In Driftwood Dreams, book two in the Carolina Coast series by T.I. Lowe, Josie Slater has watched her dream drift on by. In the guest post below, see what T.I. Lowe had to say about her own experience pursuing a long-time dream and why it’s never too late to pursue your dream.
I once had a dream around the age of twelve, one that repeated itself throughout the ebb and flow of my adult life. I pretty much ignored it until I turned thirty-eight. The dream of becoming a writer became so overwhelming that I would secretly write stories just to take the edge off. And even though that desire to write had grown to an overwhelming point, there was an inner voice that was much louder. That voice in my head told me I had waited too long and that it was best to just let it go. I’d watched it drift farther and farther away, much like a piece of driftwood being sent out with the tide. The window to haul it back in before it drifted too far away seemed to be closing rapidly.
You see, I was nearing forty with no formal education in writing, a full-time mom, and also a caregiver for my dying mother. No room for dreaming is what that voice kept reiterating. The voice told me that to dream of becoming a writer would be selfish and even more than that, silly.
I believed that voice was the voice of reason. Turns out it was nothing more than a voice of fear. Oh, it held me tight and was quite skilled at making me believe the delusion of being past the point of dreaming, but then I had a rude awakening.
Witnessing my mother face her own mortality and listening to her share her regrets and what-ifs, I was able discern the voice of fear as it made itself known more clearly in her reflection. It was a reflection I didn’t want to carry to my very last breath on this side of heaven.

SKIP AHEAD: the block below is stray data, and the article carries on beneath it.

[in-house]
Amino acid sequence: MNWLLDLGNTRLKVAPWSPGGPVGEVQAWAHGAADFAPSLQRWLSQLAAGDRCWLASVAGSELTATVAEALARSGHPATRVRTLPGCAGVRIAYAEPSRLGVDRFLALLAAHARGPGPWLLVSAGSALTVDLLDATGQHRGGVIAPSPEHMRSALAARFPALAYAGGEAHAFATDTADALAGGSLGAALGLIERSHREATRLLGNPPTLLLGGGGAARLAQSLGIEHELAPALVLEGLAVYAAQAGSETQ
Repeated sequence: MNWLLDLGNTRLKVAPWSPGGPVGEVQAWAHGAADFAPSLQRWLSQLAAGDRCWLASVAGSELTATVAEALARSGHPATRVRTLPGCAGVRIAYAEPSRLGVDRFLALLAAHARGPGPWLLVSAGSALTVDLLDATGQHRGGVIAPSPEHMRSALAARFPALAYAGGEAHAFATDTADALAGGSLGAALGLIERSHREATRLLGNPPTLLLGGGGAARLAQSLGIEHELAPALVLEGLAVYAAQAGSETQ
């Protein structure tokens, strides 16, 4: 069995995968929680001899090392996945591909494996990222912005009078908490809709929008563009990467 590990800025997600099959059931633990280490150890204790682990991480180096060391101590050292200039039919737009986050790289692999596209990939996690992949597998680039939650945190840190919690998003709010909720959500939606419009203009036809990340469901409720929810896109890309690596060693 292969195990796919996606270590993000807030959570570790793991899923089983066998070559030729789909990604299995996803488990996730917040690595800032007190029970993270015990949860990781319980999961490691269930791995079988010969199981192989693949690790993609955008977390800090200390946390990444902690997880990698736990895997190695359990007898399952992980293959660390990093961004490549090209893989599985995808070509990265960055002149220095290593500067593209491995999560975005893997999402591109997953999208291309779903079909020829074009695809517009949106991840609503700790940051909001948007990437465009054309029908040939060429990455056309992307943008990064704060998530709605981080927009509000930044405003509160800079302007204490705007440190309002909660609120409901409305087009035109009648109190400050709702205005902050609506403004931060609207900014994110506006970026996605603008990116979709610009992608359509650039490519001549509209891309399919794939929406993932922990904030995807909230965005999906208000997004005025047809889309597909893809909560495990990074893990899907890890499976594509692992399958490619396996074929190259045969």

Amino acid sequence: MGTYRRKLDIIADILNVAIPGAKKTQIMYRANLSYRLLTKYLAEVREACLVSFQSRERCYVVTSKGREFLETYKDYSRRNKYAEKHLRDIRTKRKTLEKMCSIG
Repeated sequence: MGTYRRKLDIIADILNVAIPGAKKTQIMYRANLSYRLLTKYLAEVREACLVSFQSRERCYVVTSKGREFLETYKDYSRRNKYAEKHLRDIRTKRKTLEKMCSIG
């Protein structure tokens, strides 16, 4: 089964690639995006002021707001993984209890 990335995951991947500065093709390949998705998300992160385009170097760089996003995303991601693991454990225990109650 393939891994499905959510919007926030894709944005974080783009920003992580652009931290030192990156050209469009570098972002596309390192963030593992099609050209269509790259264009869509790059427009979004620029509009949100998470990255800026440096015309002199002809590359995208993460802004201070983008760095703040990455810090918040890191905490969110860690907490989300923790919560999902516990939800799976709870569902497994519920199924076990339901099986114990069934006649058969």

You see, as long as we are breathing, there is still time to go after the dreams we secretly carry, no matter if we’re twenty, forty, or ninety. I read this quote somewhere, and boy, does it hold a lot of truth: “I don’t regret the things I’ve done. I regret the things I didn’t do when I had the chance.”
Josie Slater in Driftwood Dreams was probably the easiest character I’ve written who I could relate to. Her fears of becoming an artist sounded much like my fears of becoming a writer. Josie laid those dreams to the side to support her father. She allowed the dreams to drift away until August Bradford called her out on it. Ultimately, we will realize right along with Josie that no one can make our dreams come true but us. We have to claim what we want and put in the effort to make them happen.
My mother made me promise to share my writing with the world one day, and after her death I honored that promise. But I also keep her regrets close as reminders to continue to chase my dreams so that I can avoid living with regrets. I encourage you to do the same; no matter what the dream is, go for it. Take the steps and confide in those close to you who will be there to cheer you on.
Six years have passed since I published my first book, Lulu’s Café. So far, I’ve published sixteen books and have three completed manuscripts waiting for the right time to publish. It has taken a lot of work and dedication but been so worth the journey to laying claim to my lifelong